A total of 152 patients with histologically proven diagnosis of endometrial cancer were included in the study (Table 1). Paraffin-embedded tumor tissues were obtained from postmenopausal women (aged 60.90 ± 8.96) with endometrial carcinoma treated in Polish Mothers Memorial Hospital, Research Institute (PMMH,RI, Lodz, Poland) between 2004 and 2009 years. All tumors were staged according to the criteria of the International Federation of Gynaecology and Obstetrics (FIGO). DNA from normal endometrial tissue obtained from non-cancer patients (n = 50, aged 53.06 ± 4.75) served as control. Normal endometrial specimens were obtained from patients who had undergone hysterectomy for intramural leiomyomas. The Local Ethic Committee approved the study, and each patient gave a written consent.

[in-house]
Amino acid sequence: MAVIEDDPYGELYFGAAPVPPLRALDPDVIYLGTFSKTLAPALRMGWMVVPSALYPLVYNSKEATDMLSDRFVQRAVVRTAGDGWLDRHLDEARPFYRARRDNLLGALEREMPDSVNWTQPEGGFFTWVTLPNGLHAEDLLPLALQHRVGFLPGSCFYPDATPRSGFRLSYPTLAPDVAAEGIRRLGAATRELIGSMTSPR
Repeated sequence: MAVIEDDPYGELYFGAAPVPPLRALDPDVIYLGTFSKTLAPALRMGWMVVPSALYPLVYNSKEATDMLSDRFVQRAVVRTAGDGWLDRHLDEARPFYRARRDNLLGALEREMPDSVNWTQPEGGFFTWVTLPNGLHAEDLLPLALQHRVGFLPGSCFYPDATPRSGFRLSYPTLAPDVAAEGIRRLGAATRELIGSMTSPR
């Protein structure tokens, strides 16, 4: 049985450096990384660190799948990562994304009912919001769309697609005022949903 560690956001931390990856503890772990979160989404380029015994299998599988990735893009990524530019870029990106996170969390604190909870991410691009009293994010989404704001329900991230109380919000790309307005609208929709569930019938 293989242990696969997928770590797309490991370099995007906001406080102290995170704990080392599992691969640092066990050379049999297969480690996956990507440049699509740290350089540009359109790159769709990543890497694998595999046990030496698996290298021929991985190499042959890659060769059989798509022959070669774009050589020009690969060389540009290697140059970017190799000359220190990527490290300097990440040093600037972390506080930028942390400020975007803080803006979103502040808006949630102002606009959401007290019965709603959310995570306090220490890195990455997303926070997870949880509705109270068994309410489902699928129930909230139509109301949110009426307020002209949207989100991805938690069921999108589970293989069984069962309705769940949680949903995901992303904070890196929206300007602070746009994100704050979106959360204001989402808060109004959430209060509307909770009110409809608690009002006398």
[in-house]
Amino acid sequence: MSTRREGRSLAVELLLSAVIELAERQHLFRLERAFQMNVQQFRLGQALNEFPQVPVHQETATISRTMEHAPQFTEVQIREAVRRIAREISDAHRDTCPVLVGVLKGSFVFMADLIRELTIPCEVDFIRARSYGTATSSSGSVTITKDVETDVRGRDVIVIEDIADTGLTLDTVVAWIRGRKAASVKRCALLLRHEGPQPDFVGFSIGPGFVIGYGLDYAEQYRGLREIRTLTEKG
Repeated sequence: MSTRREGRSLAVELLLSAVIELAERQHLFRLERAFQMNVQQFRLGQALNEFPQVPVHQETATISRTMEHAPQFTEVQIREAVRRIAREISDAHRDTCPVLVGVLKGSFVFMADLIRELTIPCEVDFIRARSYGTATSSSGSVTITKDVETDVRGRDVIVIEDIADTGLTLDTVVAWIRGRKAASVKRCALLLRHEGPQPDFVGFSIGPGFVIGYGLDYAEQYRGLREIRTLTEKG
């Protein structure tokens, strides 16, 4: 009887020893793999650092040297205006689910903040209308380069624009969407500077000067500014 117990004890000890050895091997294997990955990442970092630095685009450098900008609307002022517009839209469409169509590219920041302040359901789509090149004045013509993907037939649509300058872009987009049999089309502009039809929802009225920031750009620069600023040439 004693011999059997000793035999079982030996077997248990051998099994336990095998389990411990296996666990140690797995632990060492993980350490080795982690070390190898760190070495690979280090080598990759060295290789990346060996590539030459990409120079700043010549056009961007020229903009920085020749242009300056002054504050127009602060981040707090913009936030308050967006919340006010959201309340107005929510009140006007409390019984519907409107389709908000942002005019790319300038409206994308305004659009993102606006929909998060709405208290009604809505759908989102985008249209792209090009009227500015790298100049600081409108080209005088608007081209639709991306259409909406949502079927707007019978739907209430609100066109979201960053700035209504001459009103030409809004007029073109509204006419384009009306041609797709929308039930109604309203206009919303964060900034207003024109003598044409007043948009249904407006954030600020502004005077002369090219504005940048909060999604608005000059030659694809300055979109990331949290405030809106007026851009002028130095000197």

Table 1 Characteristics of the study population (n = 152)

DNA isolation

DNA for analysis was obtained from an archival pathological paraffin-embedded tumor and healthy endometrial samples, which were deparaffinized in xylene and rehydrated in ethanol and distilled water. For tissue deparaffinization, 1,200 μl xylene was added to tissue section and agitated for 5 min, then centrifuged at 12,000 rpm for 10 min. The supernatant was removed and fresh xylene was added, and this step was repeated five times followed by washing with 100 % ethanol for 10 min and centrifuging at 12,000 rpm for 10 min. Then, the tissue pellet was air-dried. 180 µl of DNA extraction buffer solution ATL (Qiagen GmbH, Hilden, Germany) was added to the deparaffinized tissue in a 1.5-ml microcentrifuge tube followed by the DNA extraction step. Genomic DNA was prepared from material by using the commercial QIAmp DNA Kit (Qiagen GmbH, Hilden, Germany) according to the manufacturer’s instruction.

Determination of MDM2 genotype